I had a dream, which was not all a dream. — Darkness, Lord Byron
The Strange Library, a novella by Haruki Murakami with illustrations by Chip Kidd, is an odd, beautiful little book. It tells the story of a lonely, unnamed boy who finds himself imprisoned in a labyrinth beneath a library. The boy’s captor is an old librarian who wants to eat his brains—but only after the boy has memorized the contents of three obscure and weighty tomes on the subject of tax collection in the Ottoman Empire. Two other characters are trapped in the labyrinth with the boy: one is a man dressed in a sheepskin, who makes the best fried doughnuts the boy has ever tasted, and the other is a mysterious, beautiful girl, who can’t speak and who may or may not exist, but who does her best to help the boy make sense of his predicament.
If this strikes you as the stuff of dreams—or nightmares—then you’re on the right track. As in a dream, the passage of time becomes uncertain and the action unfolds in a sequence of increasingly disturbing images and events that shouldn’t hold together but somehow do. We suspect it isn’t real, it can’t be, and the boy himself confirms our suspicions at the end, long after he has escaped from the library basement. He hasn’t told anyone what happened, and he has done his best to to put the ordeal behind him, though he admits that he sometimes still thinks of it:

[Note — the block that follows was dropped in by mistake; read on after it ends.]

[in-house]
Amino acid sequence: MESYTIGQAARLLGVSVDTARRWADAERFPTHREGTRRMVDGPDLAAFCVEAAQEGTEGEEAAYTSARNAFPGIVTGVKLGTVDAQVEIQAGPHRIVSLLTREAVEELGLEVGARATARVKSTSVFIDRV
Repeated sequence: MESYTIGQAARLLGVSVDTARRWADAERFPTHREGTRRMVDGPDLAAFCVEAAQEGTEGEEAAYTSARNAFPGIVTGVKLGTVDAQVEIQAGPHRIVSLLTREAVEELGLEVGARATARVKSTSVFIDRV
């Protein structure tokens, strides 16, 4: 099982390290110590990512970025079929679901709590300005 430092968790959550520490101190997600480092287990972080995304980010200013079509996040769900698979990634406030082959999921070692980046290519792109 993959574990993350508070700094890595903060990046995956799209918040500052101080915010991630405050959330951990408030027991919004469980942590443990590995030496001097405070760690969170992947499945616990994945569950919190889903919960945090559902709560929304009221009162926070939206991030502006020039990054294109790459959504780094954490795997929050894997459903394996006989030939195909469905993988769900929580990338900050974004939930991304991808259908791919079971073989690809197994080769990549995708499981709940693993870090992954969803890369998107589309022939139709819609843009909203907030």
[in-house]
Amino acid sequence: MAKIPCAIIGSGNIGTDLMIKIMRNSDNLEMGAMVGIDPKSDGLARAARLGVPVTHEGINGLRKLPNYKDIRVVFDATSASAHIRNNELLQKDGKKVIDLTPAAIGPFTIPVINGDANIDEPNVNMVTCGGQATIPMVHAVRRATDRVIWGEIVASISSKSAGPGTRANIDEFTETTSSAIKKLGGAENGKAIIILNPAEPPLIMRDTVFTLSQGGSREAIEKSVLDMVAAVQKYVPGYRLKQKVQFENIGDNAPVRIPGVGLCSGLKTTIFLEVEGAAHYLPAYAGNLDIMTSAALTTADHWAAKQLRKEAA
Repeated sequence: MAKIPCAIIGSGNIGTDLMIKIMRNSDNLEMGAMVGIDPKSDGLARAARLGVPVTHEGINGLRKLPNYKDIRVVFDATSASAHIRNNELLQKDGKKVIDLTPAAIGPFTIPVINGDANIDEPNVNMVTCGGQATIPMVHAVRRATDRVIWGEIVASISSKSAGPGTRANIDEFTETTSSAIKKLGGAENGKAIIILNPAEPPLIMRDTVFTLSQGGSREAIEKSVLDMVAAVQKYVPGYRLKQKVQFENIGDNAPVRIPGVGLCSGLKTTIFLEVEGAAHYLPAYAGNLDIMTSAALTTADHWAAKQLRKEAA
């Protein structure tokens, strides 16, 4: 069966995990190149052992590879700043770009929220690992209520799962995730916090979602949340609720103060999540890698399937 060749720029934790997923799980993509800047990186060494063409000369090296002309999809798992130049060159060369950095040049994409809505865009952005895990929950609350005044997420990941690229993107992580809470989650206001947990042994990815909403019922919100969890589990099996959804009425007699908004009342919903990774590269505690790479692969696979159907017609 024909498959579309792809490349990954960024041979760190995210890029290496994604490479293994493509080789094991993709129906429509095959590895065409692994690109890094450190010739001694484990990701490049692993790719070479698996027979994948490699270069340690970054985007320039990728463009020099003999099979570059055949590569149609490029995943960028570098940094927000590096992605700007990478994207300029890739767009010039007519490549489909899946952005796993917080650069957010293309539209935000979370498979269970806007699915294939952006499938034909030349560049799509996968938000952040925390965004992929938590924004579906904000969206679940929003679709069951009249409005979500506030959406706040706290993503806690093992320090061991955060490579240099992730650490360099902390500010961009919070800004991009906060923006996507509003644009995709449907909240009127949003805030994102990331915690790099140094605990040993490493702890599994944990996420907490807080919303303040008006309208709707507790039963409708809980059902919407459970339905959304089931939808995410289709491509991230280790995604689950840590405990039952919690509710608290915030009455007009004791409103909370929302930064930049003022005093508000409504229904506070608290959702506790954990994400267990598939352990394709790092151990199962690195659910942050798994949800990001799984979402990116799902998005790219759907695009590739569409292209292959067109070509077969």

For a moment we feel reassured, secure in the knowledge that we were right to distrust the strange tale. The boy was never in danger; there is no labyrinth hidden beneath the library, no scowling librarian waiting to saw off the top of the boy’s head and slurp up his brains. The world could never be so cruel or grotesque.